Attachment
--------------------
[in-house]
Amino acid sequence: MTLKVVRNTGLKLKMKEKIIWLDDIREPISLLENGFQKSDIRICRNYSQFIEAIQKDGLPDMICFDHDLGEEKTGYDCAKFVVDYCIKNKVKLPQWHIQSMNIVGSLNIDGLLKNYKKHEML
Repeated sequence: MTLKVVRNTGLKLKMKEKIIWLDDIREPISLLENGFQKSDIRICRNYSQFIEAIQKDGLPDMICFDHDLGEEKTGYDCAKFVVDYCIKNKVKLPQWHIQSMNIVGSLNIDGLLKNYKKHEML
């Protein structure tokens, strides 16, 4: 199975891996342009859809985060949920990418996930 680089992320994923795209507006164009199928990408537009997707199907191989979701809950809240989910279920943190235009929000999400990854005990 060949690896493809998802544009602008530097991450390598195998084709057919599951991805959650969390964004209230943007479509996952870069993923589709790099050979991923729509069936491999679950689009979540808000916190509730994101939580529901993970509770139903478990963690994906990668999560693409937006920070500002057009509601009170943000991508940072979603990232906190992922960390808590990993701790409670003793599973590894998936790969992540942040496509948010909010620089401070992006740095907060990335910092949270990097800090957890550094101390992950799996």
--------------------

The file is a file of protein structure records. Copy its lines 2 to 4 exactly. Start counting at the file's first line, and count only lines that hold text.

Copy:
Amino acid sequence: MTLKVVRNTGLKLKMKEKIIWLDDIREPISLLENGFQKSDIRICRNYSQFIEAIQKDGLPDMICFDHDLGEEKTGYDCAKFVVDYCIKNKVKLPQWHIQSMNIVGSLNIDGLLKNYKKHEML
Repeated sequence: MTLKVVRNTGLKLKMKEKIIWLDDIREPISLLENGFQKSDIRICRNYSQFIEAIQKDGLPDMICFDHDLGEEKTGYDCAKFVVDYCIKNKVKLPQWHIQSMNIVGSLNIDGLLKNYKKHEML
């Protein structure tokens, strides 16, 4: 199975891996342009859809985060949920990418996930 680089992320994923795209507006164009199928990408537009997707199907191989979701809950809240989910279920943190235009929000999400990854005990 060949690896493809998802544009602008530097991450390598195998084709057919599951991805959650969390964004209230943007479509996952870069993923589709790099050979991923729509069936491999679950689009979540808000916190509730994101939580529901993970509770139903478990963690994906990668999560693409937006920070500002057009509601009170943000991508940072979603990232906190992922960390808590990993701790409670003793599973590894998936790969992540942040496509948010909010620089401070992006740095907060990335910092949270990097800090957890550094101390992950799996």